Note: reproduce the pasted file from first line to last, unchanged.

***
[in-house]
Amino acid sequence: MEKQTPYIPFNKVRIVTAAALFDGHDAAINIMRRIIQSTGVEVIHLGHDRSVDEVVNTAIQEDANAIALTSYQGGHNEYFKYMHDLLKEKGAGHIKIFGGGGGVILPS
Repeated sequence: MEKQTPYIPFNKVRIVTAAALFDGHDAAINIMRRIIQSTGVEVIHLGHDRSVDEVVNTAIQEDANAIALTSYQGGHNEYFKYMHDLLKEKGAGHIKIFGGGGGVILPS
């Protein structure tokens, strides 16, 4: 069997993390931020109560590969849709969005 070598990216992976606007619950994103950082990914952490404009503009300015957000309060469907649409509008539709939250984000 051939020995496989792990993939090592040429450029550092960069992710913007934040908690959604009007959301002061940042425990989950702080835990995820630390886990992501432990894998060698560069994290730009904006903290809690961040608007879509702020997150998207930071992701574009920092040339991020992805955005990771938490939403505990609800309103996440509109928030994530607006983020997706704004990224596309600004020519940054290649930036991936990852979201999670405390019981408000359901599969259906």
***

[in-house]
Amino acid sequence: MEKQTPYIPFNKVRIVTAAALFDGHDAAINIMRRIIQSTGVEVIHLGHDRSVDEVVNTAIQEDANAIALTSYQGGHNEYFKYMHDLLKEKGAGHIKIFGGGGGVILPS
Repeated sequence: MEKQTPYIPFNKVRIVTAAALFDGHDAAINIMRRIIQSTGVEVIHLGHDRSVDEVVNTAIQEDANAIALTSYQGGHNEYFKYMHDLLKEKGAGHIKIFGGGGGVILPS
């Protein structure tokens, strides 16, 4: 069997993390931020109560590969849709969005 070598990216992976606007619950994103950082990914952490404009503009300015957000309060469907649409509008539709939250984000 051939020995496989792990993939090592040429450029550092960069992710913007934040908690959604009007959301002061940042425990989950702080835990995820630390886990992501432990894998060698560069994290730009904006903290809690961040608007879509702020997150998207930071992701574009920092040339991020992805955005990771938490939403505990609800309103996440509109928030994530607006983020997706704004990224596309600004020519940054290649930036991936990852979201999670405390019981408000359901599969259906």